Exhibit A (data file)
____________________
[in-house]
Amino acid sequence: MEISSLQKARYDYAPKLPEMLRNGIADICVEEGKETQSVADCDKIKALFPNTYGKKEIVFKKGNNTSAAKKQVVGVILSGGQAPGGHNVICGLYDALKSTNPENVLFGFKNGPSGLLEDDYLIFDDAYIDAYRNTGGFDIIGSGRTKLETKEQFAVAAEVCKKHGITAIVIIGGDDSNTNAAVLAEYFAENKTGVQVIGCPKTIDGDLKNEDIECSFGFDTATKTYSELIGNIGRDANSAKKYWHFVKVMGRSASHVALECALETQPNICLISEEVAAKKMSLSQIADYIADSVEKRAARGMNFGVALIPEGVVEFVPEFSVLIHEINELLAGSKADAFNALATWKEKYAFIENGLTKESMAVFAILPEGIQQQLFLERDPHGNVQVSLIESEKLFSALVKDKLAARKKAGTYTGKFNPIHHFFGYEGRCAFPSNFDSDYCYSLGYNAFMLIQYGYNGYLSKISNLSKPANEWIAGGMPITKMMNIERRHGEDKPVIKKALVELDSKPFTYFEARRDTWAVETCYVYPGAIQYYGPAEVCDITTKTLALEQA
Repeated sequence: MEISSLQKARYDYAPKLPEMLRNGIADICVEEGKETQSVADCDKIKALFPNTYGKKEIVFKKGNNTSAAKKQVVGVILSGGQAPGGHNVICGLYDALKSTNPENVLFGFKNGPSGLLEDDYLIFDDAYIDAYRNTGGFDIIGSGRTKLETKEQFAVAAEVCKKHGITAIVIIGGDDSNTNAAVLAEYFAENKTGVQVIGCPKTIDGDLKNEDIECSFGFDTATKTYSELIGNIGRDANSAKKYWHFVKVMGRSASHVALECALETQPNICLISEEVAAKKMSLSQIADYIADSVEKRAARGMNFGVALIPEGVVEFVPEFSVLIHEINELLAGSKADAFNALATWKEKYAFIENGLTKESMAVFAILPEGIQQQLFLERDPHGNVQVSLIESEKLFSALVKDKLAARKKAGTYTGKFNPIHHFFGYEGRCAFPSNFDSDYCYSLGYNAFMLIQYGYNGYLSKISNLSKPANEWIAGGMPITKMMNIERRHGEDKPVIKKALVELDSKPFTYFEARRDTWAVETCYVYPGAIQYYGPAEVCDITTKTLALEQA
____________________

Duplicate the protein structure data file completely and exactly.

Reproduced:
[in-house]
Amino acid sequence: MEISSLQKARYDYAPKLPEMLRNGIADICVEEGKETQSVADCDKIKALFPNTYGKKEIVFKKGNNTSAAKKQVVGVILSGGQAPGGHNVICGLYDALKSTNPENVLFGFKNGPSGLLEDDYLIFDDAYIDAYRNTGGFDIIGSGRTKLETKEQFAVAAEVCKKHGITAIVIIGGDDSNTNAAVLAEYFAENKTGVQVIGCPKTIDGDLKNEDIECSFGFDTATKTYSELIGNIGRDANSAKKYWHFVKVMGRSASHVALECALETQPNICLISEEVAAKKMSLSQIADYIADSVEKRAARGMNFGVALIPEGVVEFVPEFSVLIHEINELLAGSKADAFNALATWKEKYAFIENGLTKESMAVFAILPEGIQQQLFLERDPHGNVQVSLIESEKLFSALVKDKLAARKKAGTYTGKFNPIHHFFGYEGRCAFPSNFDSDYCYSLGYNAFMLIQYGYNGYLSKISNLSKPANEWIAGGMPITKMMNIERRHGEDKPVIKKALVELDSKPFTYFEARRDTWAVETCYVYPGAIQYYGPAEVCDITTKTLALEQA
Repeated sequence: MEISSLQKARYDYAPKLPEMLRNGIADICVEEGKETQSVADCDKIKALFPNTYGKKEIVFKKGNNTSAAKKQVVGVILSGGQAPGGHNVICGLYDALKSTNPENVLFGFKNGPSGLLEDDYLIFDDAYIDAYRNTGGFDIIGSGRTKLETKEQFAVAAEVCKKHGITAIVIIGGDDSNTNAAVLAEYFAENKTGVQVIGCPKTIDGDLKNEDIECSFGFDTATKTYSELIGNIGRDANSAKKYWHFVKVMGRSASHVALECALETQPNICLISEEVAAKKMSLSQIADYIADSVEKRAARGMNFGVALIPEGVVEFVPEFSVLIHEINELLAGSKADAFNALATWKEKYAFIENGLTKESMAVFAILPEGIQQQLFLERDPHGNVQVSLIESEKLFSALVKDKLAARKKAGTYTGKFNPIHHFFGYEGRCAFPSNFDSDYCYSLGYNAFMLIQYGYNGYLSKISNLSKPANEWIAGGMPITKMMNIERRHGEDKPVIKKALVELDSKPFTYFEARRDTWAVETCYVYPGAIQYYGPAEVCDITTKTLALEQA